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An independent regulator has said that drug controls introduced following the case of killer doctor Harold Shipman are working well.
The Shipman inquiry blamed ineffective monitoring as the doctor – who ran a one-man practice in Hyde, Greater Manchester – obtained large quantities of drugs which he used to kill at least 15 and possibly up to 200 patients.
Shipman stockpiled vast amounts of diamorphine – or heroin – which he had either falsely prescribed or taken from cancer patients after they had died.
New rules were introduced in 2007 after the inquiry concluded there were serious shortcomings in the way controlled drugs were regulated.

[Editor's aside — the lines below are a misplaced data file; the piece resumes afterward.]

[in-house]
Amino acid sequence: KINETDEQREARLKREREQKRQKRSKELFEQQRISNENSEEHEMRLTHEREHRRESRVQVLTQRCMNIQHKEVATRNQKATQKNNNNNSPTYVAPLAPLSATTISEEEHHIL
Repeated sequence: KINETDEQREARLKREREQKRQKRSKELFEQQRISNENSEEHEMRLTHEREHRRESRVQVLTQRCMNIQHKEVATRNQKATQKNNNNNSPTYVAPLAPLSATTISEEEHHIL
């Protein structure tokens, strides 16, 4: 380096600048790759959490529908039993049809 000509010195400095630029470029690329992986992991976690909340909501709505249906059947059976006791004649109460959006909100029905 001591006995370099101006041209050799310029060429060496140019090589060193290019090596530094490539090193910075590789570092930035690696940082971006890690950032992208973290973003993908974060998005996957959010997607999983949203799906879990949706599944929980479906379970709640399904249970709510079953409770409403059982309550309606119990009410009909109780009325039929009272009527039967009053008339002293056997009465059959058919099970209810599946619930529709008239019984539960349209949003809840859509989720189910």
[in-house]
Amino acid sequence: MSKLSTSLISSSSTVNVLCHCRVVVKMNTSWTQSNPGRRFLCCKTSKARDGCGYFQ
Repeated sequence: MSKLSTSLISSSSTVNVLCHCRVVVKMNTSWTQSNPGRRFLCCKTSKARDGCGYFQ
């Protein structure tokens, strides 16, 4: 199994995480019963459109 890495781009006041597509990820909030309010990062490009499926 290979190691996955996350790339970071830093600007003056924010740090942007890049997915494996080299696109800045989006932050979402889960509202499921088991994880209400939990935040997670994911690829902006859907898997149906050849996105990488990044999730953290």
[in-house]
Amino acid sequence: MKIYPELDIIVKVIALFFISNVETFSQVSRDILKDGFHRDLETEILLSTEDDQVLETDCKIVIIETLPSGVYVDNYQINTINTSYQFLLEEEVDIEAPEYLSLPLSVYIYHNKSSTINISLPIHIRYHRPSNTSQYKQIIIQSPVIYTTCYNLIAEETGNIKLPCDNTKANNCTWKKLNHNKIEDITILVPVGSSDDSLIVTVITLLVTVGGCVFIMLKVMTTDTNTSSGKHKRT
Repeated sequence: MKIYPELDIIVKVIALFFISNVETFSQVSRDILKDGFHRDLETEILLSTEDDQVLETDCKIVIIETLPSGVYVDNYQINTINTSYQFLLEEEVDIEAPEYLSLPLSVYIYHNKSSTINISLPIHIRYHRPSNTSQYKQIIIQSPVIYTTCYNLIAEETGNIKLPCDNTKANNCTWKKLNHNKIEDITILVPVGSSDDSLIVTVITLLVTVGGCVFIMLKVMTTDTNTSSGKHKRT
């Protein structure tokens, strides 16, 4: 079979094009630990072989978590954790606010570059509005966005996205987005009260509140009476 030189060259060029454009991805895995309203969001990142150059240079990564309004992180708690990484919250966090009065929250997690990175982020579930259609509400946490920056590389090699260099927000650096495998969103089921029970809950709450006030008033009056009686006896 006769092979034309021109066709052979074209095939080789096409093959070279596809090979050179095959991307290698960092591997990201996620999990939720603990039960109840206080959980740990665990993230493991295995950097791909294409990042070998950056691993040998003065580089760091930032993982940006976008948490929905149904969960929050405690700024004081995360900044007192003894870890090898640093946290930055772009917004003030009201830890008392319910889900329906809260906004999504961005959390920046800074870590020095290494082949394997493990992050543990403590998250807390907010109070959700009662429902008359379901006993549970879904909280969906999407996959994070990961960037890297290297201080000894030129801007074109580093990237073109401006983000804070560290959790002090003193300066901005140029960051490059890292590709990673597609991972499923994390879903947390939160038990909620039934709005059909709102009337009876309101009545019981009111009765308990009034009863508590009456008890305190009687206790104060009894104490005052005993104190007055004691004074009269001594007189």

Healthcare workers are now better trained to deal with controlled drugs and to identify problems sooner, according to a Care Quality Commission’s (CQC) report.
Cynthia Bower, CQC’s chief executive, said: “Healthcare staff are better trained and more aware of issues relating to controlled drugs. We also have access to more information about prescribing patterns. Organisations should keep building on this good work and continue to reduce risks to patients as much as they possibly can.”
Copyright Press Association 2009